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4th review of the IMF


4th review of the IMF


On May 13, the IMF concluded a service-level agreement with Georgia for the fourth review of EFF, an Extended Credit Facility. This review foresees, if approved by the Board of Directors during the session scheduled for the end of June 2019, a disbursement of SDR 30 million (approximately US $ 41.6 million), or US $ 207 million cumulatively since the end of June 2019, beginning of the program. The IMF team shared its findings and recommendations at a donor meeting from which it emerged from the IMF's desire that Georgia deepen and truly implement the reform agenda, particularly that of education.


The team of the International Monetary Fund, in charge of discussing the 4th review of the program, was led by Ms. Mercedes Vera Martin. The program supports the government's reform agenda that aims to reduce economic and financial vulnerabilities and generate stronger and more inclusive growth.

After the negotiations, the head of mission organized a meeting with the donors to exchange the state of discussions between the Georgian authorities and the IMF. Broadly speaking, the reform agenda remains on track, with most of the fourth review's commitments being achieved with the exception of 3 structural benchmarks (deadline for publication of the report on PPP commitments and the concentration of these commitments). indexation of public pensions, safeguards on suspicious banking).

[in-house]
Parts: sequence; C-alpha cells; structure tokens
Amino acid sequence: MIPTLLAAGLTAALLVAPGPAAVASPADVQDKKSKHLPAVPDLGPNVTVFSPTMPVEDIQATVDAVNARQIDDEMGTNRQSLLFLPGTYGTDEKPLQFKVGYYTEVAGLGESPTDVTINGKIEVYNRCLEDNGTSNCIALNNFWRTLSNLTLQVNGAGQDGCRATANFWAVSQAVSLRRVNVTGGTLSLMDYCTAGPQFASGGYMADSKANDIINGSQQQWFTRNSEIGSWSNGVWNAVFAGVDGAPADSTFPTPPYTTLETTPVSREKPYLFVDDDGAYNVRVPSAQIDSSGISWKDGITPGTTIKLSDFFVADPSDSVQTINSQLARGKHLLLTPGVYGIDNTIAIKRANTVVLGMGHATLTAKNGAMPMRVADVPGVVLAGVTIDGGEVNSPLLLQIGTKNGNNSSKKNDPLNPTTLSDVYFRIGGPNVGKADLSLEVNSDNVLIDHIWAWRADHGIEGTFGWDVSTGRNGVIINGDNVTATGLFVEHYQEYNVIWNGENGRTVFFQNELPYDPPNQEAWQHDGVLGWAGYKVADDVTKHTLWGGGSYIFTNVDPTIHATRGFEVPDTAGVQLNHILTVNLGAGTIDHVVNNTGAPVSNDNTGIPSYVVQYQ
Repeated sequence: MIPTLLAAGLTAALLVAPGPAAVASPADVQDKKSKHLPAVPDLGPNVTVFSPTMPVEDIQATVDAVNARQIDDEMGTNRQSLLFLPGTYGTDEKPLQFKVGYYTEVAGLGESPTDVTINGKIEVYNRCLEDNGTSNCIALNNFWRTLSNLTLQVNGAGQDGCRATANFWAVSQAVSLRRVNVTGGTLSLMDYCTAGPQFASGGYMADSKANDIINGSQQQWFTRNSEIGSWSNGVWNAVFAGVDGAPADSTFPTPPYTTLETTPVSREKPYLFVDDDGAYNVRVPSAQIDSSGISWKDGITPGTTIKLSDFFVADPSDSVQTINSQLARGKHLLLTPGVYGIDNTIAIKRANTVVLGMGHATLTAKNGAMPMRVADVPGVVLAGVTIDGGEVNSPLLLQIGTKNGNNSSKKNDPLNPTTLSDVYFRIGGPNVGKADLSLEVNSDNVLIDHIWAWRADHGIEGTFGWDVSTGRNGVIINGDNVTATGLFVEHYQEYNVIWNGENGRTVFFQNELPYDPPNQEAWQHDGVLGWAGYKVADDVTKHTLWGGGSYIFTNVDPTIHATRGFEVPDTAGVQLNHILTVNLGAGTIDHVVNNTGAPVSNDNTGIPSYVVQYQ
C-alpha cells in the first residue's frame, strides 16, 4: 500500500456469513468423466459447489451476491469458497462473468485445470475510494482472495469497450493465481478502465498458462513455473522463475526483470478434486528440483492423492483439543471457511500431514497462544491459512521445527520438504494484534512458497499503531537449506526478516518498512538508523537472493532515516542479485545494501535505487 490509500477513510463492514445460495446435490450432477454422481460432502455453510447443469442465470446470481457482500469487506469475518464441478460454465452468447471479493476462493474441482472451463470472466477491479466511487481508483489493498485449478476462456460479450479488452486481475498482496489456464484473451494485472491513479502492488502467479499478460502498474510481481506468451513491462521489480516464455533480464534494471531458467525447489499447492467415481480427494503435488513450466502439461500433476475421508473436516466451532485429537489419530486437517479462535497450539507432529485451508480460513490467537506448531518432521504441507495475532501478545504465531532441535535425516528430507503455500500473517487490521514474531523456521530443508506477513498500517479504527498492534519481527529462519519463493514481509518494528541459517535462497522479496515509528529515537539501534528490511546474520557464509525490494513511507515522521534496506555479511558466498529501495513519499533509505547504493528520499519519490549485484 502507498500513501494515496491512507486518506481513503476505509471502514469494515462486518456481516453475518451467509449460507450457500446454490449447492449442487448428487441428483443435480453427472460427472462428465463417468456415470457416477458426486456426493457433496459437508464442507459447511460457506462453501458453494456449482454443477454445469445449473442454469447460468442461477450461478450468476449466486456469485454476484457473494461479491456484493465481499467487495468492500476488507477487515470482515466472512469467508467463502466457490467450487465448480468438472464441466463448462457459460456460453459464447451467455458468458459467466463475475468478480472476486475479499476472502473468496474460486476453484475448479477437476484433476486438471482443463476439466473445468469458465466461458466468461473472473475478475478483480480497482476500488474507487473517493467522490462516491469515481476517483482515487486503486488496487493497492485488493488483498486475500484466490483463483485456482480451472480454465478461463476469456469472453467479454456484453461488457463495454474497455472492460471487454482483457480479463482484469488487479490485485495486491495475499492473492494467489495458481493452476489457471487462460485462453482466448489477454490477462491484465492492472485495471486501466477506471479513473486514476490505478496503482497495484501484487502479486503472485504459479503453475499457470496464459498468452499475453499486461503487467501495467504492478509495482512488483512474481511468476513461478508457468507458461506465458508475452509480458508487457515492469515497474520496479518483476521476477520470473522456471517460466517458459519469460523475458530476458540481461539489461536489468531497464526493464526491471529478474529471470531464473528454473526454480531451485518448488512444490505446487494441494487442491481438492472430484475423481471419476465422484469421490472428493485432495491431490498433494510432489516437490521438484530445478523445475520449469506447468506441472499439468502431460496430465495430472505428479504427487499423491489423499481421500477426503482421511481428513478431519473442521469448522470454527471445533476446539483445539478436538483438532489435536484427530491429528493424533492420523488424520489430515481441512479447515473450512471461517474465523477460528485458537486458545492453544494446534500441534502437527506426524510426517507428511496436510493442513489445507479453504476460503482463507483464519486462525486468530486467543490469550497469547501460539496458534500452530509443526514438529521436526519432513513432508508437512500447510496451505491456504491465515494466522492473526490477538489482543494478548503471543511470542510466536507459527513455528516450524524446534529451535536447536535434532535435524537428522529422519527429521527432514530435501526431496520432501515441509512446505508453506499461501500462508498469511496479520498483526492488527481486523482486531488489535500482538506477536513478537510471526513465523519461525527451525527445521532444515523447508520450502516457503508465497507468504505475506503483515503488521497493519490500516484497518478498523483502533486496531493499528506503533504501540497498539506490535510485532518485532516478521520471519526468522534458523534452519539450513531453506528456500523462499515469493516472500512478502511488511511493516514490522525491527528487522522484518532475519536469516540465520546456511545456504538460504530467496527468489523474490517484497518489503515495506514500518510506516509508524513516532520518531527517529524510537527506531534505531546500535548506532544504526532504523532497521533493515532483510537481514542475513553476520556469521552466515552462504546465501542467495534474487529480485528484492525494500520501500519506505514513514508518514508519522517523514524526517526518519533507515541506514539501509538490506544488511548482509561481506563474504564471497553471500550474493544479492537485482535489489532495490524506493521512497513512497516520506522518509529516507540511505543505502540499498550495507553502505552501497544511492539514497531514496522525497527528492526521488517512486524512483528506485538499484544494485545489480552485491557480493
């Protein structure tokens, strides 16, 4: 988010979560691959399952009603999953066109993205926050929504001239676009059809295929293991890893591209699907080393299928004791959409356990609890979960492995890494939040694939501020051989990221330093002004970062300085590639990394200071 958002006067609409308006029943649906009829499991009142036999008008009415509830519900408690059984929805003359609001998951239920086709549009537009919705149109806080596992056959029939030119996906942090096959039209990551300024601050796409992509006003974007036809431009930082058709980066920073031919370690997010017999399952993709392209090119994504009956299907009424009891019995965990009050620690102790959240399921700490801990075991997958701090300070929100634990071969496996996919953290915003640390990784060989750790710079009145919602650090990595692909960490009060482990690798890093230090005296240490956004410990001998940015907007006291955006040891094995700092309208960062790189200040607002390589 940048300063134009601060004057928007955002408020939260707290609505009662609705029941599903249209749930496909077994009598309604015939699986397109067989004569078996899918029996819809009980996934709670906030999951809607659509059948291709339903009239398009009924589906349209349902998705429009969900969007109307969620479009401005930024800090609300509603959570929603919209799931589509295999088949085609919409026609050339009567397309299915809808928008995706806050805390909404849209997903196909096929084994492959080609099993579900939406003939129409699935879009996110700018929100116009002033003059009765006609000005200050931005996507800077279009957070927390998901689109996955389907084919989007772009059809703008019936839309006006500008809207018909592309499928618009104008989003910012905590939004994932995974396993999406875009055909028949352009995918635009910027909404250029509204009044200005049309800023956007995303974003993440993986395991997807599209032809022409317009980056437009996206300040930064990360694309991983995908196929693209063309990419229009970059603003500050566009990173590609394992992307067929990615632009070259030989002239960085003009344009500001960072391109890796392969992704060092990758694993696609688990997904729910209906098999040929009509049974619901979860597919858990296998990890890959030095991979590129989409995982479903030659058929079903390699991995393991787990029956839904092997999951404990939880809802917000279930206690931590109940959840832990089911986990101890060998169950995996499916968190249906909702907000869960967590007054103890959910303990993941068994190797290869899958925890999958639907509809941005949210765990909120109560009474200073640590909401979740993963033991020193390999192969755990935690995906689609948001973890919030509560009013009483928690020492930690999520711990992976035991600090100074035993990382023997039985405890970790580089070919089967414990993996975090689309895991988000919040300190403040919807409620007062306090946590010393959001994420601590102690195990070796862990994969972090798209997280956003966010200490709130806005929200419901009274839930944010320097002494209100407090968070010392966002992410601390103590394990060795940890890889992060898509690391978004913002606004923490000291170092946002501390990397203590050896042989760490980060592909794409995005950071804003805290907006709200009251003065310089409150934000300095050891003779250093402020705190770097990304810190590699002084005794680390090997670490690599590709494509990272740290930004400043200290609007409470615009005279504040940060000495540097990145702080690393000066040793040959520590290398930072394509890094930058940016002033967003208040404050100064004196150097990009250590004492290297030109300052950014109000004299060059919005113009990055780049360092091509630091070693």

The IMF has reached an agreement at the service level for the fourth review of the EFF program with Georgia, which will be submitted to the Executive Board at the end of June 2019. The preliminary conclusions of the mission are:

  • GDP growth was 4.7% in 2018 and is expected to remain stable in 2019 with a growth forecast of 4.6%; inflation has remained close to the Central Bank's target and is forecast at 4.5% in 2019 through an expected increase in the excise tax. The IMF expects it to return to the target in early 2020.
  • Strong growth in exports, tourism receipts, migrant remittances, and moderate import growth helped reduce the current account deficit to 7.7 percent of GDP from 8.8 percent of GDP in 2017 The public debt is at 45%.
  • Budget results in 2018 were in line with the deficit targets, partly due to an acceleration of spending in December 2018. This allowed Georgia to meet its fiscal targets but a reshaping of this target and its spread over time will be proposed by the IMF. Revenues, better than expected, supported higher capital expenditures and lending, while current expenditures were contained.
  • in the medium term, structural reforms and investments in infrastructure will be essential to continue to support stronger and more inclusive growth; a prioritization of infrastructures will nevertheless have to lead to more targeting of public investments;
  • Georgia remains vulnerable to external developments. This requires the maintenance of exchange rate flexibility, continued accumulation of reserves, prudent monetary and fiscal policies, and sound financial sector policies.